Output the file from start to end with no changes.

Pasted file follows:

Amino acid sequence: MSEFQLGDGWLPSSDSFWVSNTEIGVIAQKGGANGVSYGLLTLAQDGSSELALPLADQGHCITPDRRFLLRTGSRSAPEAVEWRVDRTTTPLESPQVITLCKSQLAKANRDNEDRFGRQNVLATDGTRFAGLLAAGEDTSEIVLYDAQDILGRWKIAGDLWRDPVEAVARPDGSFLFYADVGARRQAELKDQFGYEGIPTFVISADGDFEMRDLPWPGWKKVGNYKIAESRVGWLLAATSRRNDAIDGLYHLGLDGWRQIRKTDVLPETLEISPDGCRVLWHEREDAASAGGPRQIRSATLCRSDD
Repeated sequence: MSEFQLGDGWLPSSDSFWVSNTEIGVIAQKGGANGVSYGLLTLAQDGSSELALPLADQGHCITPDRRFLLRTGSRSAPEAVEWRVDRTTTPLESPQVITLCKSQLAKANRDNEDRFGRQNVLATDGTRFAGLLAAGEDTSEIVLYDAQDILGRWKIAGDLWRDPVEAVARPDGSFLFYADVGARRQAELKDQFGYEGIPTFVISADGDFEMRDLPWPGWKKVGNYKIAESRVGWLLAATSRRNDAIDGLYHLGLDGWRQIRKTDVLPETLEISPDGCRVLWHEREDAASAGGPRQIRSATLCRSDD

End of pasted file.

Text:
Amino acid sequence: MSEFQLGDGWLPSSDSFWVSNTEIGVIAQKGGANGVSYGLLTLAQDGSSELALPLADQGHCITPDRRFLLRTGSRSAPEAVEWRVDRTTTPLESPQVITLCKSQLAKANRDNEDRFGRQNVLATDGTRFAGLLAAGEDTSEIVLYDAQDILGRWKIAGDLWRDPVEAVARPDGSFLFYADVGARRQAELKDQFGYEGIPTFVISADGDFEMRDLPWPGWKKVGNYKIAESRVGWLLAATSRRNDAIDGLYHLGLDGWRQIRKTDVLPETLEISPDGCRVLWHEREDAASAGGPRQIRSATLCRSDD
Repeated sequence: MSEFQLGDGWLPSSDSFWVSNTEIGVIAQKGGANGVSYGLLTLAQDGSSELALPLADQGHCITPDRRFLLRTGSRSAPEAVEWRVDRTTTPLESPQVITLCKSQLAKANRDNEDRFGRQNVLATDGTRFAGLLAAGEDTSEIVLYDAQDILGRWKIAGDLWRDPVEAVARPDGSFLFYADVGARRQAELKDQFGYEGIPTFVISADGDFEMRDLPWPGWKKVGNYKIAESRVGWLLAATSRRNDAIDGLYHLGLDGWRQIRKTDVLPETLEISPDGCRVLWHEREDAASAGGPRQIRSATLCRSDD